In Ireland I had a little more trouble finding satisfying meat-free meals, but perhaps that’s because I just wasn’t very good at knowing what to order, or because I was still relatively unwilling to eat cooked vegetables.  Irish breakfasts feature sausage, black pudding, bacon- all that salty, fatty goodness, but they also serve eggs, potatoes, and fruit.  Lunch and dinner were a different story.

People always want to say, “But sometimes it would be rude not to try the food!” That is true to a certain extent.  I attended a funeral in Botswana with my host family and understood almost nothing of what was going on (my Setswana was basic at best). I spent the five hours I was there sitting in a plastic chair in the shade, watching a group of men skin, quarter, and hang cow meat in a tree to dry in the sun.  At some point some of the liver, which had been prepared inside, was passed around and each funeral-goer put some on their plate.  I had never had liver, and certainly never liver from animal I had see whole recently.  There was not a question though: when the large serving bowl was passed to me, I took a piece from it.  I found the taste bland, the texture terrible, and the sight disconcerting, but I still ate it.  That was probably the only I time I risked actually offending someone by refusing a meat dish.  People, as it turns out, generally want to be friendly towards their guests and with their friends, no matter how foreign the person is.  If you say, “No thank you, I do not eat meat,” they respect that.  World War Three is not going to start because you don’t want  a steak, so get over yourself.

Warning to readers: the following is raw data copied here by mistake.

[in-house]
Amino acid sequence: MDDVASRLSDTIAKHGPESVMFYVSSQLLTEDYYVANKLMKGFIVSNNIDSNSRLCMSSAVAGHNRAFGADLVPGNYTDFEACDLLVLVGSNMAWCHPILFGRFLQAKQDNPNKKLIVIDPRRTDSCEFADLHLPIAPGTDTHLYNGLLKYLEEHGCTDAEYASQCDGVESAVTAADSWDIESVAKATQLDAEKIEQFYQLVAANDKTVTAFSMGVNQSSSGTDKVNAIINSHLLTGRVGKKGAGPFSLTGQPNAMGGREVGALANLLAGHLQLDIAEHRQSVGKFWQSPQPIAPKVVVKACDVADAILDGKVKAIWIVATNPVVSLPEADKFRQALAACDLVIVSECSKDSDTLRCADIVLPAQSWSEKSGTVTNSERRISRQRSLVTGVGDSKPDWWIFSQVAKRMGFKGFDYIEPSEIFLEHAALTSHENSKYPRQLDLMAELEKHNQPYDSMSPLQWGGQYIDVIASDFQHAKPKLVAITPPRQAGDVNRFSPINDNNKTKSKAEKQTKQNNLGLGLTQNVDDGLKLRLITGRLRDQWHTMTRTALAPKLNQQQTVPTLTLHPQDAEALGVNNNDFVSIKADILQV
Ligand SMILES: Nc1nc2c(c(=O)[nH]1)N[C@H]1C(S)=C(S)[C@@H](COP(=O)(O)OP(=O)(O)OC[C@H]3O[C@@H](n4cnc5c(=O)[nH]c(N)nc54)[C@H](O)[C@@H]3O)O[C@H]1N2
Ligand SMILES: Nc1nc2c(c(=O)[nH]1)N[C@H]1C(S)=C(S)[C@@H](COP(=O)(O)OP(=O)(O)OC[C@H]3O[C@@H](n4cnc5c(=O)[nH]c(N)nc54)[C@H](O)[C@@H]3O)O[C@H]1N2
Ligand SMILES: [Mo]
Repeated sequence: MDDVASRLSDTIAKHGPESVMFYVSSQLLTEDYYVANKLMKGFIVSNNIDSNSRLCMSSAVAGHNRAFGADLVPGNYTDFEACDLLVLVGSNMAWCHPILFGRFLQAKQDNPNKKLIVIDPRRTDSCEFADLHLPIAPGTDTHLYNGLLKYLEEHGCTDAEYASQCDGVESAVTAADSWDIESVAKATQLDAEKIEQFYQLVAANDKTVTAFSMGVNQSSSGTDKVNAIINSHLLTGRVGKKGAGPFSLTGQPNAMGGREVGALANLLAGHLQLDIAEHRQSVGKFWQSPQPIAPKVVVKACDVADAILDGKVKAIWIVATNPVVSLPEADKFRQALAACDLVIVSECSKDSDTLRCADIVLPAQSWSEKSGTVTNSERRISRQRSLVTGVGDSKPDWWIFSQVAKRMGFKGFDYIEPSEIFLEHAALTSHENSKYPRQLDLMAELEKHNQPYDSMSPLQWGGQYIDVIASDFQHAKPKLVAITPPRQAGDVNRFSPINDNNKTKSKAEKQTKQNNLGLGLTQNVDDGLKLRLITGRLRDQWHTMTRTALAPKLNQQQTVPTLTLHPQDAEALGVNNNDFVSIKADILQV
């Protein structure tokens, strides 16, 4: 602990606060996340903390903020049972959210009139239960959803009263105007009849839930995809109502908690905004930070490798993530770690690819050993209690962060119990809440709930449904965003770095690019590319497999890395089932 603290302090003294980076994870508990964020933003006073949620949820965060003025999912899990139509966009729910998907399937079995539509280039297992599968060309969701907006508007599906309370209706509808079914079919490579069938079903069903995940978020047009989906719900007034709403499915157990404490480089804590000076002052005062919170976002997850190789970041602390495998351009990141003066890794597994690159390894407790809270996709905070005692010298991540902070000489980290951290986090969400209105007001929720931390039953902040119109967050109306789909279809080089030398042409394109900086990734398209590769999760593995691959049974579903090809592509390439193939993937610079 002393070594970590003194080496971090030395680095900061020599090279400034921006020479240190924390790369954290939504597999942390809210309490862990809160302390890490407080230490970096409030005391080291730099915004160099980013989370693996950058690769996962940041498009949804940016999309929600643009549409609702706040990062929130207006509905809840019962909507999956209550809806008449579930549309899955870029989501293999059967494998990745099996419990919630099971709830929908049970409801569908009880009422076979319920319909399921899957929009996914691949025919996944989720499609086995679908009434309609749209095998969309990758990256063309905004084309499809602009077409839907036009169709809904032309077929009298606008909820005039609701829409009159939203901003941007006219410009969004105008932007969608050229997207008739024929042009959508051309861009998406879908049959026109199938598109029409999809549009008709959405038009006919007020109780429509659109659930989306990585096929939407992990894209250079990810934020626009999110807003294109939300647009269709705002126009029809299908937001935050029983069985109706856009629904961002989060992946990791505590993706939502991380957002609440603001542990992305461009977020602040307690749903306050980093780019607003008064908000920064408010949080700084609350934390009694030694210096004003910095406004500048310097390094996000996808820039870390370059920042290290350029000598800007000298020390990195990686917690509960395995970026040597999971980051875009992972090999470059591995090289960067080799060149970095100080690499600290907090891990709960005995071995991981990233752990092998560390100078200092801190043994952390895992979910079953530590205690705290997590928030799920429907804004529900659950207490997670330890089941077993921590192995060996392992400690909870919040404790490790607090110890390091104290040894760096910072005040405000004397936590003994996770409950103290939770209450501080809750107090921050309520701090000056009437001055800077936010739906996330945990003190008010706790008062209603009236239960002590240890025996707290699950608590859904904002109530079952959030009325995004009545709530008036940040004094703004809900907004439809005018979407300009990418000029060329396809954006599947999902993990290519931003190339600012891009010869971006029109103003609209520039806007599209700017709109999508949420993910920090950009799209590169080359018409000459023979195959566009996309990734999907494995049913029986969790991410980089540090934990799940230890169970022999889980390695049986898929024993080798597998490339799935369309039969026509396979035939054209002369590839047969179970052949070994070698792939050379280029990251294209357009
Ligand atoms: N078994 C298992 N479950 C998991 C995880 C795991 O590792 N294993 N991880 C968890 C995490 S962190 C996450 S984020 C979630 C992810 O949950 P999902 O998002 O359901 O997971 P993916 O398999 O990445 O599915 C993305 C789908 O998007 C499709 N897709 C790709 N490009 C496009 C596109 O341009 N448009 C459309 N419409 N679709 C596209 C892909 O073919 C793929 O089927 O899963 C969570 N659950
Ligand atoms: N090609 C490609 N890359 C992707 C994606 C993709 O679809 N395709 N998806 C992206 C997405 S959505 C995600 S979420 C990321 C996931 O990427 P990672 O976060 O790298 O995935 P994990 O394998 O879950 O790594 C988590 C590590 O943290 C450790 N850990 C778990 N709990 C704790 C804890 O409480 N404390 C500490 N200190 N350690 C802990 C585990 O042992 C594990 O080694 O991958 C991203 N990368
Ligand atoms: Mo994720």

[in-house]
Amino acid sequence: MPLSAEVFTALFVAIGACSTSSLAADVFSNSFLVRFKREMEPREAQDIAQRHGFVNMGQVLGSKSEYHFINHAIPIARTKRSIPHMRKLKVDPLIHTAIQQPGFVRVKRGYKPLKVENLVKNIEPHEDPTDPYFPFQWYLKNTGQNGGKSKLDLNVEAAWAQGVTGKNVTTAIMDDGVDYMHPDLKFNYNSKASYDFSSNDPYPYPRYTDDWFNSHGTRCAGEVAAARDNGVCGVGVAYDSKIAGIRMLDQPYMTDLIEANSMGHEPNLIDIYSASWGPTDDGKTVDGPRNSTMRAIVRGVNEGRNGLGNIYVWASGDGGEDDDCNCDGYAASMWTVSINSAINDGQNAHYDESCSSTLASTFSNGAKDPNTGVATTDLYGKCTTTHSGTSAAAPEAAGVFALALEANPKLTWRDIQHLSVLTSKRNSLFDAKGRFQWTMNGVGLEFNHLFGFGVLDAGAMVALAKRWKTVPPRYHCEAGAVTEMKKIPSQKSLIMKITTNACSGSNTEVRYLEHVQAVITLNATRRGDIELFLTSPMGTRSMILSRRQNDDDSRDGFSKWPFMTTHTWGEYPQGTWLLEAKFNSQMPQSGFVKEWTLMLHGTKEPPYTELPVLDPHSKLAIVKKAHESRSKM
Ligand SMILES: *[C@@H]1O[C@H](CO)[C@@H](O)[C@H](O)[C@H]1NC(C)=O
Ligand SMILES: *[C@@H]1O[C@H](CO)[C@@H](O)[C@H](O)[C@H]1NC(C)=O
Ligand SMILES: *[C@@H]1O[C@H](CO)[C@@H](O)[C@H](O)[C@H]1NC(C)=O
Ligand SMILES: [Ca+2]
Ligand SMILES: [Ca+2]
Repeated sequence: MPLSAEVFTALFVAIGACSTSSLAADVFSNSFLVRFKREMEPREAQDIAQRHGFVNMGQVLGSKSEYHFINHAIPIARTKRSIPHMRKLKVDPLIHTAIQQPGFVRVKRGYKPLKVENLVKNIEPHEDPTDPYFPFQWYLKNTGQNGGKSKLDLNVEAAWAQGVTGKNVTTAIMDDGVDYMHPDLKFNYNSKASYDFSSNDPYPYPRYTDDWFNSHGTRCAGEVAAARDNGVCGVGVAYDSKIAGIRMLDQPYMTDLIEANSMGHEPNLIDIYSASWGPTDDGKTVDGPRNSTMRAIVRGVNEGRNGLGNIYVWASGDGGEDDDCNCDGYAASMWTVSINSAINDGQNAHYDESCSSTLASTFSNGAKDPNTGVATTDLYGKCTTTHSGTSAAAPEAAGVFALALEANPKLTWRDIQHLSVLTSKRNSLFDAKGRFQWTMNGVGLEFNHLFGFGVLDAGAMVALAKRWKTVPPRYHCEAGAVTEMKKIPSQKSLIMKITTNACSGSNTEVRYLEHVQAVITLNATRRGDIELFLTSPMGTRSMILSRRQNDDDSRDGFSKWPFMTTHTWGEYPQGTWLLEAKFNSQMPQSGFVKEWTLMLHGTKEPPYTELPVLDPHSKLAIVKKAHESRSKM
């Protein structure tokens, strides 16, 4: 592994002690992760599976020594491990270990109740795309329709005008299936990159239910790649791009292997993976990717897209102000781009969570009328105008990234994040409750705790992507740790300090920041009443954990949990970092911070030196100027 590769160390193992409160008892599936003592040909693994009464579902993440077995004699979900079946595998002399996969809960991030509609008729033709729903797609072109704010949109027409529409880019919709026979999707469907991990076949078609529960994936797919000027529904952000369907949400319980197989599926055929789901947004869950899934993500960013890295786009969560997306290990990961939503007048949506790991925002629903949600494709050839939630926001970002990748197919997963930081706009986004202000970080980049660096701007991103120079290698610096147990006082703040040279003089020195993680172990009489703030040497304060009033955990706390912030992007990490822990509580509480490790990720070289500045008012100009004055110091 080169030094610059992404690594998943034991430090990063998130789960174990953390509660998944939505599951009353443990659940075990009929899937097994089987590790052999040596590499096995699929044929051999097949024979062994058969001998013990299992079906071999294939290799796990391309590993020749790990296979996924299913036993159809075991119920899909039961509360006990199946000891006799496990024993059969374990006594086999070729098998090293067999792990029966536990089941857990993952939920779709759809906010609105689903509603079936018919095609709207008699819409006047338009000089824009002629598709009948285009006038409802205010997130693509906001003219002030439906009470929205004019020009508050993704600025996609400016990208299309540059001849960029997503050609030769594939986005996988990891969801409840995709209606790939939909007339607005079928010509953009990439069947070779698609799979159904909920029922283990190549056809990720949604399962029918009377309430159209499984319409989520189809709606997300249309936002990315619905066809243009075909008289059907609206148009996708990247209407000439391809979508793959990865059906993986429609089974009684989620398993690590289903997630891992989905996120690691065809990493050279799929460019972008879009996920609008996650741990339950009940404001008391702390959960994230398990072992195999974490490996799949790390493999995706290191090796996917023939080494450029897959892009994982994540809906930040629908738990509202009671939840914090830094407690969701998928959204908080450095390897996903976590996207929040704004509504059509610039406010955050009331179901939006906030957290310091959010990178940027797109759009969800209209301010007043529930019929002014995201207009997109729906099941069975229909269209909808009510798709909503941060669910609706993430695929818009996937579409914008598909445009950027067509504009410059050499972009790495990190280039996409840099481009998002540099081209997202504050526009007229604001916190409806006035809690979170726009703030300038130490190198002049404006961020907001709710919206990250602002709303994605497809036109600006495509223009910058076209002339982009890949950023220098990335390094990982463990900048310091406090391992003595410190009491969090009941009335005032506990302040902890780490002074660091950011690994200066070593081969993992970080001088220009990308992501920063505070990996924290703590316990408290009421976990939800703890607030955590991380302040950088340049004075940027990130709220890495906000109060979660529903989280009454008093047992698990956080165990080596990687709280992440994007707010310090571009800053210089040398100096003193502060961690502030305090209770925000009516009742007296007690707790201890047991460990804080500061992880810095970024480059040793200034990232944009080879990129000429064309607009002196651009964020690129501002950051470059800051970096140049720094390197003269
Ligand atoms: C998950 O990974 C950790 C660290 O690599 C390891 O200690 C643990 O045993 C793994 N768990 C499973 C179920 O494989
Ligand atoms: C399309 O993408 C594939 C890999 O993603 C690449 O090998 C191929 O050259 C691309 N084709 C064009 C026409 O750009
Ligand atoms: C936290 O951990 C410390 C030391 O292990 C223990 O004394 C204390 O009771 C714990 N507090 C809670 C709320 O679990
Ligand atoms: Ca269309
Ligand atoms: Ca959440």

I choose to eat meat in Botswana, but not elsewhere.  It made sense for me.  It made sense for the time, the place, and the circumstances.  I think that’s all you can do in any situation.